Middle East

Palestinian factions Hamas and Fatah agree on 2018 elections

Hamas senior political leader, Khalil al-Hayya, speaks during a press conference at the end of two days of closed-door talks Image copyright AFP
Image caption Hamas' Khalil al-Hayya spoke to reporters at the end of the Cairo talks

Palestinian political parties have agreed to hold general elections by the end of next year.

The announcement was made in Cairo where the groups have been holding two days of closed door talks.

It comes a month after the two leading Palestinian factions, Hamas and Fatah, signed a landmark deal to end their decade-long rift.

A statement said the date of the election should be left to Palestinian President Mahmoud Abbas to decide.

"A date has been agreed to hold presidential and legislative parliamentary elections, as well as elections for the Palestinian National Council, no later than the end of 2018," Mustafa Barghouti, general secretary of the Palestinian National Initiative party, said.

He said the central electoral commission would now start its preparation for elections, and expected to set the precise date in February at another meeting of the factions.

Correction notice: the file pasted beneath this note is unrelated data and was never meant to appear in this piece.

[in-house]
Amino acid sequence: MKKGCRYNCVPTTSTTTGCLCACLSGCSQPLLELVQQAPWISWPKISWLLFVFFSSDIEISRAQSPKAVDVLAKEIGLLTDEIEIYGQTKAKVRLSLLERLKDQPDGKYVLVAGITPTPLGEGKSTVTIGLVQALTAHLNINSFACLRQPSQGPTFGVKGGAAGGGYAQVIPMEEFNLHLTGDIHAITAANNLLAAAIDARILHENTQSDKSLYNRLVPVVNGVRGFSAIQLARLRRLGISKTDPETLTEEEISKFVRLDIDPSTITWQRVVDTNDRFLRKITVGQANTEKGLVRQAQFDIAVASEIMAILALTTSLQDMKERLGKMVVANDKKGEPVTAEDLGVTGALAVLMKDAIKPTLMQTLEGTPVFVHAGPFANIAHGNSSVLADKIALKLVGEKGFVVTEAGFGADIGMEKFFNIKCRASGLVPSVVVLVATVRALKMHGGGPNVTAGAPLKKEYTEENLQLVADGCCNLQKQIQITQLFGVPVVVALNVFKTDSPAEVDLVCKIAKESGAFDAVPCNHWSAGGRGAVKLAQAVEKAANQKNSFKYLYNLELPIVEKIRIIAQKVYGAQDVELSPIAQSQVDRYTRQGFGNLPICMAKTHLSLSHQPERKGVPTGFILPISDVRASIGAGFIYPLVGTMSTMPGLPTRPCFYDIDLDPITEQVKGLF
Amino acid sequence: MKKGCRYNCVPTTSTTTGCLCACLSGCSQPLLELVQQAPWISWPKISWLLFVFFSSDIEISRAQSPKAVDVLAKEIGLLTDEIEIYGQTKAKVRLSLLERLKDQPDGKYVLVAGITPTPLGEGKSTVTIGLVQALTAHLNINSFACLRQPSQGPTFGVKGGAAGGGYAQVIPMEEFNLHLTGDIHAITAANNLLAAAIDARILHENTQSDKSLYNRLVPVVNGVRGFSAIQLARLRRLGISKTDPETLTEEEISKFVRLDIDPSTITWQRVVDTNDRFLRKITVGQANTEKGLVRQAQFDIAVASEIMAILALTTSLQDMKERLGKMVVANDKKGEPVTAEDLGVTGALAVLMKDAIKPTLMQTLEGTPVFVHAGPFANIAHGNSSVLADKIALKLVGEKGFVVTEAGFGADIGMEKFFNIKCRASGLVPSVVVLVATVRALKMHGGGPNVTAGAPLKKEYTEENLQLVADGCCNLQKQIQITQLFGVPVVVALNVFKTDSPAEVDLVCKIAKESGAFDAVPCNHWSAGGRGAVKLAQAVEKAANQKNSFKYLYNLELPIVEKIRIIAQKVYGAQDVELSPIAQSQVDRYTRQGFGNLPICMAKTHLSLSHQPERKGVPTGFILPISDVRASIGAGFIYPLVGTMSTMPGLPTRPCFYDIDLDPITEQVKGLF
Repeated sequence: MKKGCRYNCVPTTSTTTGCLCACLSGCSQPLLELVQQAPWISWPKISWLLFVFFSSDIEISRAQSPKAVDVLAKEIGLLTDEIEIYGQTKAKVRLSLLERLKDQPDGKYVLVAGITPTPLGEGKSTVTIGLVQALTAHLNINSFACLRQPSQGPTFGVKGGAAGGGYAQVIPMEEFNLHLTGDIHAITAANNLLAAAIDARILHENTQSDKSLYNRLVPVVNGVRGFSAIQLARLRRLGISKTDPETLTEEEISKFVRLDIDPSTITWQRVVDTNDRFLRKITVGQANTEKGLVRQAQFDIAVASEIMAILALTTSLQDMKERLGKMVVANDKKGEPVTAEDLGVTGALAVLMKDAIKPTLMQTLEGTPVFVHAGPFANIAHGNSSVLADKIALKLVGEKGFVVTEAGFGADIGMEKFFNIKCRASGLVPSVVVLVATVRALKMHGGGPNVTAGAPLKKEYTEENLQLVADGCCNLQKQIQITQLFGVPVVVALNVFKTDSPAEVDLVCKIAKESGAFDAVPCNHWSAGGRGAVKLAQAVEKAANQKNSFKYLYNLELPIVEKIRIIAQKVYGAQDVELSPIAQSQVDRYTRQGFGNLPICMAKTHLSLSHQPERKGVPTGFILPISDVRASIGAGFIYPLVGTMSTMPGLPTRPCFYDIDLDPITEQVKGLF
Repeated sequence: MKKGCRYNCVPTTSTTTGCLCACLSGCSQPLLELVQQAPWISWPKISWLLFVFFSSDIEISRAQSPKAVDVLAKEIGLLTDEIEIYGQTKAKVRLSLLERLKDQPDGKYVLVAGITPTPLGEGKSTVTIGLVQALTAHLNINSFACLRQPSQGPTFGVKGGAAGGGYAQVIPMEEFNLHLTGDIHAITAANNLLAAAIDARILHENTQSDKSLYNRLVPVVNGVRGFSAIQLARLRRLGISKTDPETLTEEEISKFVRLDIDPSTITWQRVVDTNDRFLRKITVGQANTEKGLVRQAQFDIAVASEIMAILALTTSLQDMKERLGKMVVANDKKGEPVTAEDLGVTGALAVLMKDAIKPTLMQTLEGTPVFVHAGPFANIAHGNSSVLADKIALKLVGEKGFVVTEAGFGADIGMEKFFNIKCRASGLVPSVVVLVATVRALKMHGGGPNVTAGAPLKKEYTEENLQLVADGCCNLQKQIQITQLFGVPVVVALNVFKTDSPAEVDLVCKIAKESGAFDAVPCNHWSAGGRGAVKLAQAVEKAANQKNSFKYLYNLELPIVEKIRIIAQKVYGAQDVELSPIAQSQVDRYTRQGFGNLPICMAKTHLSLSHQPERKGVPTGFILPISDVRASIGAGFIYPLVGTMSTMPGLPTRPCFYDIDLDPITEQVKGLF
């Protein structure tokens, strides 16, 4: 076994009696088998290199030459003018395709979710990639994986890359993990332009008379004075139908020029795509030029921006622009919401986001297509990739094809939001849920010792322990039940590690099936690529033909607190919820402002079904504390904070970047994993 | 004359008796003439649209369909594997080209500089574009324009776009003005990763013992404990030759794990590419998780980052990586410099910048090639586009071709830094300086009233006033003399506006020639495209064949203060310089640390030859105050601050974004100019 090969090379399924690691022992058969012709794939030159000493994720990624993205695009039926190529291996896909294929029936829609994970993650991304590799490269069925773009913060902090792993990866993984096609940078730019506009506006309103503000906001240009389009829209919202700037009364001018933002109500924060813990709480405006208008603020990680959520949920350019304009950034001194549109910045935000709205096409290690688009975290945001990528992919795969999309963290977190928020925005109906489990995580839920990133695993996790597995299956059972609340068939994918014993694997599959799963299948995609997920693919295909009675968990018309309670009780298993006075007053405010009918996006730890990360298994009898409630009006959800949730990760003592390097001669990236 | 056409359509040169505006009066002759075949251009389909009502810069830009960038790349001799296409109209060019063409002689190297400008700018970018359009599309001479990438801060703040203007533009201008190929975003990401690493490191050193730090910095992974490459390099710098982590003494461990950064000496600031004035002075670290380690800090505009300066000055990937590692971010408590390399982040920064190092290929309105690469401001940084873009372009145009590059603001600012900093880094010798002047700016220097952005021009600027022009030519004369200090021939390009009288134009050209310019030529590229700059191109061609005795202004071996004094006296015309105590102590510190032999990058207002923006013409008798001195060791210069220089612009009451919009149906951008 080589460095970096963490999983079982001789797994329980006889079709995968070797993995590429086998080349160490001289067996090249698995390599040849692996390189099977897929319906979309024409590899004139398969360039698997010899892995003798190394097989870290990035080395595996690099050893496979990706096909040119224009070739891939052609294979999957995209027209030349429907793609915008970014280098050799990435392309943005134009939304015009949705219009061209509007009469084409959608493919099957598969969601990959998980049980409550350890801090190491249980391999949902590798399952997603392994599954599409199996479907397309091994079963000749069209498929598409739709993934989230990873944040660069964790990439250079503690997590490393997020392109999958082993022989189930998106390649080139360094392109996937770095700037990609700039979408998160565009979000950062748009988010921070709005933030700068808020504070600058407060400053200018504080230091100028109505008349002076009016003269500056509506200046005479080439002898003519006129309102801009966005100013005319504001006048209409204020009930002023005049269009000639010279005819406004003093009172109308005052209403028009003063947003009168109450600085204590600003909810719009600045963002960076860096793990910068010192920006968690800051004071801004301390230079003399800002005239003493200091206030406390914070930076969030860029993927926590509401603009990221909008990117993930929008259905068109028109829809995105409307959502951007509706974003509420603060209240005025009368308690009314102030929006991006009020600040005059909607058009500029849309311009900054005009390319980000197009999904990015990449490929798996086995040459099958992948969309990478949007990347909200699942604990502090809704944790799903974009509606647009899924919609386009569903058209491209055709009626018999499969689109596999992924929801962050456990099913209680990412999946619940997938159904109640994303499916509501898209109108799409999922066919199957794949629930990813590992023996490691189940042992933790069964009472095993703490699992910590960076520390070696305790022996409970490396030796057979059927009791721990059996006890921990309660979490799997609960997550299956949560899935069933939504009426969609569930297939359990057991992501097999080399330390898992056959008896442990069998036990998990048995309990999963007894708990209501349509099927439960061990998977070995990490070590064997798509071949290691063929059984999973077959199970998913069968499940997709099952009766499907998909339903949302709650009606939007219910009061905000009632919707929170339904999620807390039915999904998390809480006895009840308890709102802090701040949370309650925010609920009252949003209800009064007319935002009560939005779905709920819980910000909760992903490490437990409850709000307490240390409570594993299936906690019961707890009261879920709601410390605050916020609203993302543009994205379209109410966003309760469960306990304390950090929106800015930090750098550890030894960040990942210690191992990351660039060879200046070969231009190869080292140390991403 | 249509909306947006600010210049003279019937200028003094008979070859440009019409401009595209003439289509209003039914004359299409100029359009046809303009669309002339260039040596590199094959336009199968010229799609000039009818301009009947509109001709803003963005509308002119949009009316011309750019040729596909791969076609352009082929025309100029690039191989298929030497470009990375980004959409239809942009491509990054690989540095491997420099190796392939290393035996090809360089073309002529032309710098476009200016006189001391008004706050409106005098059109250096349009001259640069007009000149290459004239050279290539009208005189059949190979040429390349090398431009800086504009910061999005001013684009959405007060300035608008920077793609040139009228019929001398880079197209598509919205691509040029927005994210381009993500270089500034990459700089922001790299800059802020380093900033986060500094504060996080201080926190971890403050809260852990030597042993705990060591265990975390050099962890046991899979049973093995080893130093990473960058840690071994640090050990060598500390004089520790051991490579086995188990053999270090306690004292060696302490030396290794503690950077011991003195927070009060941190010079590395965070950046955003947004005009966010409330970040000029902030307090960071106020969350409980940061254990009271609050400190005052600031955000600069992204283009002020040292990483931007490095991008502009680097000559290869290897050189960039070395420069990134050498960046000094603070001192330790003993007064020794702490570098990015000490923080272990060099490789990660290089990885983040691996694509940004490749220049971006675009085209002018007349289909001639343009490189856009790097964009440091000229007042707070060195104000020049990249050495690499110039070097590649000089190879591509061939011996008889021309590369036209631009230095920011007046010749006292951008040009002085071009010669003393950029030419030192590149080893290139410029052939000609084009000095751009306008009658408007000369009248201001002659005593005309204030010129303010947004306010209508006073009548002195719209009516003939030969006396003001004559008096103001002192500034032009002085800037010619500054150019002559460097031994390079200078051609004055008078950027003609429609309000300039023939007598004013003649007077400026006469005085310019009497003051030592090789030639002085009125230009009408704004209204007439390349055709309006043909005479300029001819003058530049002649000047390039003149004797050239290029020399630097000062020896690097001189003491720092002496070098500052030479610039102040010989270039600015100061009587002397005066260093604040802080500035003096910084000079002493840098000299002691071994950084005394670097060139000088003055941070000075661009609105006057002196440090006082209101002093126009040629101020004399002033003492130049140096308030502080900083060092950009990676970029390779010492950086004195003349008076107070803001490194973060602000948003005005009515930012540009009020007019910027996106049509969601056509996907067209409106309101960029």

The deal agreed in Cairo last month sees Hamas hand administrative control of the Gaza Strip to a Fatah-backed unity government by the end of this month.

But there has been friction between Hamas and Fatah beneath the surface at the latest talks in Cairo, with mutual unofficial accusations of bad faith, says the BBC's Arab Affairs Editor Sebastian Usher.

Palestinians in Gaza and the West Bank have been ruled separately since deadly clashes between the two groups broke out in 2007.

Hamas won parliamentary elections in the occupied territories the previous year, and reinforced its power in Gaza after ousting Fatah from the enclave.

There have been no elections to the Palestinian legislative body since the 2006 election.

More on this story